What’s especially interesting about this copy is that we went crazy for it even though it did not have the best bass of the copies we played, which, as you will see below, clearly contradicts what we had previously written. We thought that the copies with the best bass had the best everything else too, but that was not what we heard this time around.
THIS copy got the music to work its magic, and it did it with most, but not all, of the bass of the best. Not sure how to explain it. Rules were made to be broken maybe? (more…)
This KILLER pressing of Phil Manzanera’s debut album boasts Shootout Winning Triple Plus (A+++) sound from start to finish
Two stunning sides – Demo Disc quality sound barely begins to describe the size and power of this recording
This album is an amazing SONIC BLOCKBUSTER, with sound that will positively leap out of your speakers
A shockingly well-recorded album from the ultra-talented Rhett Davies – this is his Engineering Masterpiece
The wind is at your back here because this is one seriously well-recorded album. If this copy doesn’t wake up your stereo nothing will.
Like its brother, 801 Live, this album is an amazing sonic blockbuster, with sound that positively leaps out of the speakers. Why shouldn’t it? It was engineered by the superbly talented Rhett Davies at Island, the genius behind Taking Tiger Mountain, the aforementioned 801 Live, Avalon, Dire Straits’ first album and many many more.(more…)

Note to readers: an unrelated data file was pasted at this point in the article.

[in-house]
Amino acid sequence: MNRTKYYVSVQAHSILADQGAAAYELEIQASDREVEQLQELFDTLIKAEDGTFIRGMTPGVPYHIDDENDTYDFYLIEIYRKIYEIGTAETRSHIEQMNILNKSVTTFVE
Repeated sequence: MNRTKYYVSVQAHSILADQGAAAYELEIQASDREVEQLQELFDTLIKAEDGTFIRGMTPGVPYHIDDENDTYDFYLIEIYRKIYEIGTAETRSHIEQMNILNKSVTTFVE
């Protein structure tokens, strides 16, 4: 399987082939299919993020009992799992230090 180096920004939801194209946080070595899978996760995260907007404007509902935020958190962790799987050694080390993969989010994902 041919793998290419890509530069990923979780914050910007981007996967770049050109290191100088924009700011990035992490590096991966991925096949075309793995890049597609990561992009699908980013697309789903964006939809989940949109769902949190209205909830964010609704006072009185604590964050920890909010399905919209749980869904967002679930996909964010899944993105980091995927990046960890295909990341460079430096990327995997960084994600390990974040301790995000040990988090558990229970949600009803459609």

The best Island copies of this album ROCK HARDER than practically any record we’ve ever played. If you have the system for it, this one will bring a Live Art Rock concert right into your living room!
It’s right at the top of the list of my Favorite Albums — a Desert Island Disc if ever there was one. I stumbled across it more thirty years ago and I’ve loved it ever since. It all started when a college buddy played me the wildly original Tomorrow Never Knows from the album and asked me to name the tune. Eno’s take is so different from The Beatles version that I confess it took me an embarrassingly long while to catch on.
Sometime last year I noted on the site that I had finally figured out how to tell the good pressings from the not-so-good ones. I had been focussing on the wrong things in the shootouts I had done over the last few years, and in that I have the feeling I was not alone. This seems to be a fairly common Major Audiophile Pitfall that we all get stuck in on occasion.(more…)